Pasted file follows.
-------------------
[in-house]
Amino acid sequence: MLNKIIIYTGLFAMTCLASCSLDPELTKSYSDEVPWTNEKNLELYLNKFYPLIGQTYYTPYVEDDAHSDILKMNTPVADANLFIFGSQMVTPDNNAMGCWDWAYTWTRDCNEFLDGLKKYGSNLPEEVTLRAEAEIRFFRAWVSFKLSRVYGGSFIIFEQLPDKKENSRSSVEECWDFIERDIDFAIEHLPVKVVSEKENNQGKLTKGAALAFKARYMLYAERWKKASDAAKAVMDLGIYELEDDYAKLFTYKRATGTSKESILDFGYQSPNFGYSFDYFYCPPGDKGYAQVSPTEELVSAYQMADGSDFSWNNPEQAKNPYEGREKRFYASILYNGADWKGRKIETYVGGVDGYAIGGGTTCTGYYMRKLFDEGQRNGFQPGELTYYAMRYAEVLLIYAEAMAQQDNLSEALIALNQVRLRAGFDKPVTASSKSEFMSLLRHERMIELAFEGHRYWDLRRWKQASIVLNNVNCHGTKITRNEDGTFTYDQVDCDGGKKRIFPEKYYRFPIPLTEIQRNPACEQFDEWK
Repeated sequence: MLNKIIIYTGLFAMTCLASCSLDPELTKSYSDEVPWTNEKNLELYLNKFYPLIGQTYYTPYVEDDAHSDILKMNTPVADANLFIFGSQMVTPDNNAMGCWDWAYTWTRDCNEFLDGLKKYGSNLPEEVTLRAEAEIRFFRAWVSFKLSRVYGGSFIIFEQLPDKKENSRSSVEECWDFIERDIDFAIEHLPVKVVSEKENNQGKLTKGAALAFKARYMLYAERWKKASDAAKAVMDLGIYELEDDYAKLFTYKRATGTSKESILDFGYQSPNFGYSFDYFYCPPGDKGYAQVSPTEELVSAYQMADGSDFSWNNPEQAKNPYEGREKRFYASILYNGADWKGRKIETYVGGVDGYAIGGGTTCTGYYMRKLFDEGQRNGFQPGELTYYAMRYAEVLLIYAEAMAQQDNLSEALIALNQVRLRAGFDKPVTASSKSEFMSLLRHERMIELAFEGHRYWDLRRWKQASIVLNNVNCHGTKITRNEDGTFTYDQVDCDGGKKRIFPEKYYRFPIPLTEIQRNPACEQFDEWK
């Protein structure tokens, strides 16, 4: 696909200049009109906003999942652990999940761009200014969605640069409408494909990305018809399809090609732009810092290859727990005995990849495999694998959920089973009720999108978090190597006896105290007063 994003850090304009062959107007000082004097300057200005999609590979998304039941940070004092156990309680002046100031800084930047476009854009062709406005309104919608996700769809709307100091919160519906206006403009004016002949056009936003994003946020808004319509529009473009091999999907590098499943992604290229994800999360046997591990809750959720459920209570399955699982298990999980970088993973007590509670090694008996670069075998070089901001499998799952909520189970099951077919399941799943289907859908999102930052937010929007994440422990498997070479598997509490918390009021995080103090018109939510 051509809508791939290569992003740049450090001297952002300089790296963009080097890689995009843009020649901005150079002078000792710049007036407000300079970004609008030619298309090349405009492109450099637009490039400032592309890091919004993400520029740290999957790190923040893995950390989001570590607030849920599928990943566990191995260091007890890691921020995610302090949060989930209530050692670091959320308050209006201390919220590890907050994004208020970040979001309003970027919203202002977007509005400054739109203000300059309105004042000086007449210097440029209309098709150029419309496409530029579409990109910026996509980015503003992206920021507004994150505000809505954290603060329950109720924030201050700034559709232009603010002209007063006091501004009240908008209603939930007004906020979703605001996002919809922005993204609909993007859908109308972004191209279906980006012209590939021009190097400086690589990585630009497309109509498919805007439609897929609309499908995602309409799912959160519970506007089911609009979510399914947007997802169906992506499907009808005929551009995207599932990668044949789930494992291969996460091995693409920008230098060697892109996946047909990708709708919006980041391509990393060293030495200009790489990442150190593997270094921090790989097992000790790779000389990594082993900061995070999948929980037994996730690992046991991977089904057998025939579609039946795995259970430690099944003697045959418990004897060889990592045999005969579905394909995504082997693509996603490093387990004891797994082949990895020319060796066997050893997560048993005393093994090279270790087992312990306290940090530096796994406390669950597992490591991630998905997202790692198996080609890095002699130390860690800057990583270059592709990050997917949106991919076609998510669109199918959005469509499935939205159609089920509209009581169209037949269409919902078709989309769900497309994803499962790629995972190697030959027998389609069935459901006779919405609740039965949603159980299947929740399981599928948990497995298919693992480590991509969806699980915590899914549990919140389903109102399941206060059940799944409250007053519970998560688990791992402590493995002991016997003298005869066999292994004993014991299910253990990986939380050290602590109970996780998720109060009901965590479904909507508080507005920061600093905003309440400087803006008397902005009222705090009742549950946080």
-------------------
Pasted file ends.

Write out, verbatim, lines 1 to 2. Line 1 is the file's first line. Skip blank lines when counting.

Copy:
[in-house]
Amino acid sequence: MLNKIIIYTGLFAMTCLASCSLDPELTKSYSDEVPWTNEKNLELYLNKFYPLIGQTYYTPYVEDDAHSDILKMNTPVADANLFIFGSQMVTPDNNAMGCWDWAYTWTRDCNEFLDGLKKYGSNLPEEVTLRAEAEIRFFRAWVSFKLSRVYGGSFIIFEQLPDKKENSRSSVEECWDFIERDIDFAIEHLPVKVVSEKENNQGKLTKGAALAFKARYMLYAERWKKASDAAKAVMDLGIYELEDDYAKLFTYKRATGTSKESILDFGYQSPNFGYSFDYFYCPPGDKGYAQVSPTEELVSAYQMADGSDFSWNNPEQAKNPYEGREKRFYASILYNGADWKGRKIETYVGGVDGYAIGGGTTCTGYYMRKLFDEGQRNGFQPGELTYYAMRYAEVLLIYAEAMAQQDNLSEALIALNQVRLRAGFDKPVTASSKSEFMSLLRHERMIELAFEGHRYWDLRRWKQASIVLNNVNCHGTKITRNEDGTFTYDQVDCDGGKKRIFPEKYYRFPIPLTEIQRNPACEQFDEWK